Be honest with your friend about whether you think a particular change is helpful or not. Encourage them to think carefully about making major, irreversible life decisions too quickly, but also recognize that they have the final decision.
7. Accept that your friend will repeat themselves
Processing a bad breakup takes time. Your friend will probably have questions that neither of you can answer and complaints that neither of you can fix. That doesn’t mean they don’t need to talk about them.
Helping a friend through the end of a relationship often means covering the same few topics over and over again. This can become frustrating, especially as the weeks pass. This kind of repetition is part of how your friend is trying to make sense of what has happened, so try to be patient.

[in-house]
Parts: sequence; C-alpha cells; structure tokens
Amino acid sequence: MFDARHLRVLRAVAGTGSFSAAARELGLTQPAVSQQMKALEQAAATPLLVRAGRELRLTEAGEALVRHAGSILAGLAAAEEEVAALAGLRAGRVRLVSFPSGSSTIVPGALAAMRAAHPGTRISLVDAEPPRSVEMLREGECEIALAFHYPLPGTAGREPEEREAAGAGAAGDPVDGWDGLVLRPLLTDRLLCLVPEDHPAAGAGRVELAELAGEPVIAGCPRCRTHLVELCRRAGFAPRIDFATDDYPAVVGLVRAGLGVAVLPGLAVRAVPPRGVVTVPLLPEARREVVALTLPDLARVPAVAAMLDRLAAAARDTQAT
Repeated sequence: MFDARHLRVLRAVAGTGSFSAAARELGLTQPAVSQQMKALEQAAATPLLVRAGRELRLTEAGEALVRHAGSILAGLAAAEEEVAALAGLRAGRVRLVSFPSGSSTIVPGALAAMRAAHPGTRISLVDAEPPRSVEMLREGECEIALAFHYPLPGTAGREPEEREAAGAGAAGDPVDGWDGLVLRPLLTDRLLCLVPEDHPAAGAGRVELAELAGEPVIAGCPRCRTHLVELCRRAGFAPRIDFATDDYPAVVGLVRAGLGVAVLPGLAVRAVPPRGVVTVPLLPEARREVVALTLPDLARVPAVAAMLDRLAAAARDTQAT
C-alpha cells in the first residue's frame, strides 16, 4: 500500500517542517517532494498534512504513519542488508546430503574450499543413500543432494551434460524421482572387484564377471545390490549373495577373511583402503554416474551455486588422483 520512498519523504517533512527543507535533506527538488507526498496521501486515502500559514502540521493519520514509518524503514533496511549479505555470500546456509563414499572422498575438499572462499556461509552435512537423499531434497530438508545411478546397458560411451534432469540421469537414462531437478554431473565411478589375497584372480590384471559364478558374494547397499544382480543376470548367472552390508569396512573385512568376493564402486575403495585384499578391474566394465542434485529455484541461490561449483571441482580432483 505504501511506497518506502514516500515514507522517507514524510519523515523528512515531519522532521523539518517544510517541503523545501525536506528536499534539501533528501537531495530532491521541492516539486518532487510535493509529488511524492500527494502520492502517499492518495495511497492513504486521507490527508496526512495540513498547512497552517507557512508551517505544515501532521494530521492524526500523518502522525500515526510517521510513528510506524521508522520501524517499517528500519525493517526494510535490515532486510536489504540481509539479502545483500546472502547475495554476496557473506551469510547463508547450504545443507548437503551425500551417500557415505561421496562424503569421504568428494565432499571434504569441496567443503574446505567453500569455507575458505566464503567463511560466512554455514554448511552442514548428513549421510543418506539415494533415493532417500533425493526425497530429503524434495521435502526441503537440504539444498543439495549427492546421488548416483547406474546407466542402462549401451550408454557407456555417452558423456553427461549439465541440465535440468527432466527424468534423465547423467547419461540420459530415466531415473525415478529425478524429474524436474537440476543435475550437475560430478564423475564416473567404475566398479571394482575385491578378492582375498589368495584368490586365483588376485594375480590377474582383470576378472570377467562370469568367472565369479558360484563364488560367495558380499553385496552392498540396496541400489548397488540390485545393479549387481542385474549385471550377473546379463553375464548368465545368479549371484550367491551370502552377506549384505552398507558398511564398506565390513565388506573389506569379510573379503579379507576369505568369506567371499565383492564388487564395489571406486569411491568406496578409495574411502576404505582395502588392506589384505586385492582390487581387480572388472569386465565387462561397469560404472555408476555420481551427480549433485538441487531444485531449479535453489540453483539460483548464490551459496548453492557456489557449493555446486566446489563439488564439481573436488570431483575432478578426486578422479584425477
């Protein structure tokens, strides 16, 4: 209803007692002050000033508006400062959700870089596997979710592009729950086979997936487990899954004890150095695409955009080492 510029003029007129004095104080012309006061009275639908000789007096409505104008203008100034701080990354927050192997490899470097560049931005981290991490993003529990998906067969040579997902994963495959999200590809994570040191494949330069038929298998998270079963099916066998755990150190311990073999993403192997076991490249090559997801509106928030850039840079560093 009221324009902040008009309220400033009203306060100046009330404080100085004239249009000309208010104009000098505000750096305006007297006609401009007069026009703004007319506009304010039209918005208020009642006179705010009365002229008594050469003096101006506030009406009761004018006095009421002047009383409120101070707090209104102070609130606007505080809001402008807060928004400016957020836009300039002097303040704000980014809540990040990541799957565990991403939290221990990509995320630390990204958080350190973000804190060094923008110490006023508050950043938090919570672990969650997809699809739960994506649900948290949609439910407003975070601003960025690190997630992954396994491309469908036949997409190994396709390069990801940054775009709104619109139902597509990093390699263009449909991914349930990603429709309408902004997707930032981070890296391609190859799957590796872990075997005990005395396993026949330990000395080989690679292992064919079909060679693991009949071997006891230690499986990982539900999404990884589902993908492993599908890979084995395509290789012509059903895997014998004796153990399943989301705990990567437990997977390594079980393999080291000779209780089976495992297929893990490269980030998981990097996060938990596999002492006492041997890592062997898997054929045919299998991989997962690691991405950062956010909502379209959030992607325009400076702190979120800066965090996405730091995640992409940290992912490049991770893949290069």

Although it’s natural, this kind of repetition can become harmful if it goes on too long. Your friend might fall into rumination. Rumination is when we have the same thoughts over and over again without coming to useful conclusions or feeling better.
Rumination is associated with increased rates of anxiety and depression. Encourage your friend to set limits around their rumination, whether in their own thoughts or out loud with you. Give them space to talk, but try to set limits before trying to distract them.
You could say, “I think you’ve reached the stage where your thoughts are going around in circles. I’m always here to listen, but I don’t think this is actually helping you feel better. How about we keep talking about this while we walk to the park and then talk about something more positive when we get there? Do you think that might be more helpful?”
8. Provide distractions when your friend is ready